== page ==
We must emphasize, however, that even if we found that registrant’s statements were false with respect to the September 9, 1979 dates of use, such false statements would not rise to the level of fraud. Specifically, as explained in Hiraga v. Arena, 90 USPQ2d 1102, 1107 (TTAB 2009), the critical question is whether the mark was in use in connection with the identified goods as of the filing date of a use-based application. That is, if the mark was in use in commerce as of the filing date, then the claimed dates of first use, even if false, do not constitute fraud because the dates of use are not material to the Office’s decision to approve a mark for publication, citing, Colt Industries Operating Corp. v. Olivetti Controllo Numerico S.p.A., 221 USPQ 73, 76 (TTAB 1983) (“The [Trademark] Examining Attorney gives no consideration to alleged dates of first use in determining whether conflicting marks should be published for opposition.”). Here, the evidence establishes that registrant was clearly using the mark at the time he filed his application.

OTH Enterprises, Inc. v. Vasquez, 2012 TTAB LEXIS 374, *56 (TTAB 2012); Decho Corp. v. Mueller, 2011 TTAB LEXIS 241, *33-34 (TTAB 2011) (“The fact that a party set forth erroneous dates of first use, by itself, does not necessarily constitute fraud.”); Willis v. Can’t Stop Productions, Inc., 2011 TTAB LEXIS 296, *7-8 (TTAB 2011)(“a claim of fraud based on an assertion of a false date of first use will not lie unless there is no use of the mark on or before the filing date”); Bio-One, Inc. v. ALEG, Inc., 2012 TTAB LEXIS 72, *7-8 (TTAB 2012); Slaska Wytwornia Wodek Gatunkowtch “Polmos” SA v. Stawski Distributing Co., Inc., 2010 TTAB LEXIS 342, *14 (TTAB 2010) (“If a mark was in use at the time an application is filed, a claim of first use, even if false, is not fraud.”)

This one is pretty clear. If all you’ve got is false dates of first use, your fraud claim is going to get bounced.

Alleging Fraud Based on Lack of Use as of the Filing Date of a Use-Based Application or of an Amendment to Allege Use

OK – let’s say that it’s not just that the first use dates are incorrect, but the applicant was not using the mark at all when it filed its use-based application, amendment to allege use, or maintenance documents. It’s clear that an applicant’s false representation of use could constitute fraud on the USPTO, but it is also very clear that you are going to have a very, very difficult time proving that the applicant made the false representation with an intent to deceive the USPTO.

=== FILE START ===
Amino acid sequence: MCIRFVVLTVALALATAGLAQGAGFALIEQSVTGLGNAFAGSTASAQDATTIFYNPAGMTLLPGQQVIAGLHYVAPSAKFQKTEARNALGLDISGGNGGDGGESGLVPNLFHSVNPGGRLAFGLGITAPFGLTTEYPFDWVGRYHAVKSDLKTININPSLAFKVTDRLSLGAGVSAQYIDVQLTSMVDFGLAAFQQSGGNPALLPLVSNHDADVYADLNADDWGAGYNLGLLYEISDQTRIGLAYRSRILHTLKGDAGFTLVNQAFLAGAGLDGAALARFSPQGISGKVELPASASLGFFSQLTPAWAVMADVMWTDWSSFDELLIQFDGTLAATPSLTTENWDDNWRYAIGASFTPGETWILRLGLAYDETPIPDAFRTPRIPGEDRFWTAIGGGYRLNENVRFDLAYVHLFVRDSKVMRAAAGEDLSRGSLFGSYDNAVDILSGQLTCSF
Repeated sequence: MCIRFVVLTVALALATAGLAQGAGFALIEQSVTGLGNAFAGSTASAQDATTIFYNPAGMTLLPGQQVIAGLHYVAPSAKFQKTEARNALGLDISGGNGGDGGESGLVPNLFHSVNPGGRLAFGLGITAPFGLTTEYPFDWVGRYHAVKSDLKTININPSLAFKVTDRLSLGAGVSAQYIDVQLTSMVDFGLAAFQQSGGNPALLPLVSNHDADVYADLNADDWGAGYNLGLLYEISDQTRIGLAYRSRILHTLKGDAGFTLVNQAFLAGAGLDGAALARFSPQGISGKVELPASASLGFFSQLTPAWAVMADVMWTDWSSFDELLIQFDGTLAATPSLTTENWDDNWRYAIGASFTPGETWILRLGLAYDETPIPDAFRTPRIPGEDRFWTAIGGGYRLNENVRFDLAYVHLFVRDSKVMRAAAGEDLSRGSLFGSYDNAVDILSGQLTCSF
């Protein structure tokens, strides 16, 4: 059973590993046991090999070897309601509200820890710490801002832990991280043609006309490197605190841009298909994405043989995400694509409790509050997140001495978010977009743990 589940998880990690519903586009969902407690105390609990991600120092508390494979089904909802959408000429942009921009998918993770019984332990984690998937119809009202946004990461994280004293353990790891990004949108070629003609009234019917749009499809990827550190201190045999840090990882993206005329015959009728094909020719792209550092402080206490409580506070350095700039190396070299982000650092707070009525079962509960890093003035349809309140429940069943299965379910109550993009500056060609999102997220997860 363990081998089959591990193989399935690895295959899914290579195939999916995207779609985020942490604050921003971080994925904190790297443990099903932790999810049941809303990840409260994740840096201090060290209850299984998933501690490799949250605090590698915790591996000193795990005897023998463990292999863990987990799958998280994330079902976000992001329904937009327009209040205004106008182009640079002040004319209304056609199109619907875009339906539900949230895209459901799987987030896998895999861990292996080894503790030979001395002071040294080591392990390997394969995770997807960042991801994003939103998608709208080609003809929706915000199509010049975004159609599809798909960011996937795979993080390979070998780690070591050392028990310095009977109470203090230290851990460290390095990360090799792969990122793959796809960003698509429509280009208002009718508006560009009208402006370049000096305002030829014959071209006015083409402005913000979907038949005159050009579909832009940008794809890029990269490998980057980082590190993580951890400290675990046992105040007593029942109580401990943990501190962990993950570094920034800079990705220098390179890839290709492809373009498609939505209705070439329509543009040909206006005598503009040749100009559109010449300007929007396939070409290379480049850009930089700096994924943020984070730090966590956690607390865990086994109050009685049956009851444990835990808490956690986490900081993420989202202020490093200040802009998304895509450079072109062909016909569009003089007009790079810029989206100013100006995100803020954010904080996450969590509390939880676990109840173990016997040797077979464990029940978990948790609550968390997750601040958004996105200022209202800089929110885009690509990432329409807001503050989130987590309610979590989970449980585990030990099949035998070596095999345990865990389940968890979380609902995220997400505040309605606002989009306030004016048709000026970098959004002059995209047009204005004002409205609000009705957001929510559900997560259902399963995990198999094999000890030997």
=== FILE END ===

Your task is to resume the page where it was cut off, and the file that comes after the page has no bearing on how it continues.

For example, just a couple of weeks ago, when addressing use as of the filing date of a use-based application, the TTAB held that, in light of Bose’s rejection of the should have known standard, the applicant’s belief that it was using the mark is sufficient regardless of whether that belief is reasonable:

In fact, Mr. Gomez testified during his discovery deposition that he believed he was using the involved mark the $NOB for magazines and other products prior to Registration’s filing date. Whether this belief was accurate or reasonable is not relevant to the fraud inquiry. Accordingly, Petitioner’s fraud claim also fails.

Lockstock Publications, Inc. v. J. Thomas Investments, Inc., 2016 TTAB LEXIS 24, *10 (TTAB Jan. 15, 2016). Even an admission by the applicant that it was not using the mark will not constitute fraud without an intent to deceive. Way v. Falwell, 2011 TTAB LEXIS 150 (TTAB 2011); MCI Foods, Inc. v. Bunte, 2010 TTAB LEXIS 381 (TTAB 2010) (refusing to infer fraud despite MCI’s admission that it never used the CABO PRIMO mark on tortilla chips). Moreover, if the applicant falsely stated that the mark was in use in commerce because it did not understand what constitutes use in commerce, then the TTAB won’t find fraud either. Parametric Technology Corp. v. PLMIC, LLC, 2010 TTAB LEXIS 64, *4 n.3 (TTAB 2010) (“even if we were to address PTC’s claim of fraud as argued, it most likely would be dismissed inasmuch as a misunderstanding of what constitutes use in commerce is not necessarily fraud”).

Accordingly, if you think that an applicant did not use the mark as of the filing date of a use-based trademark application, make sure you include a claim that the application is void ab initio for lack of use. You’ll have a much better chance of winning on that claim than a fraud claim where you have to prove a subjective intent to deceive the USPTO. This will allow the USPTO to resolve the proceeding on that ground rather than fraud as it did in ShutEmDown Sports: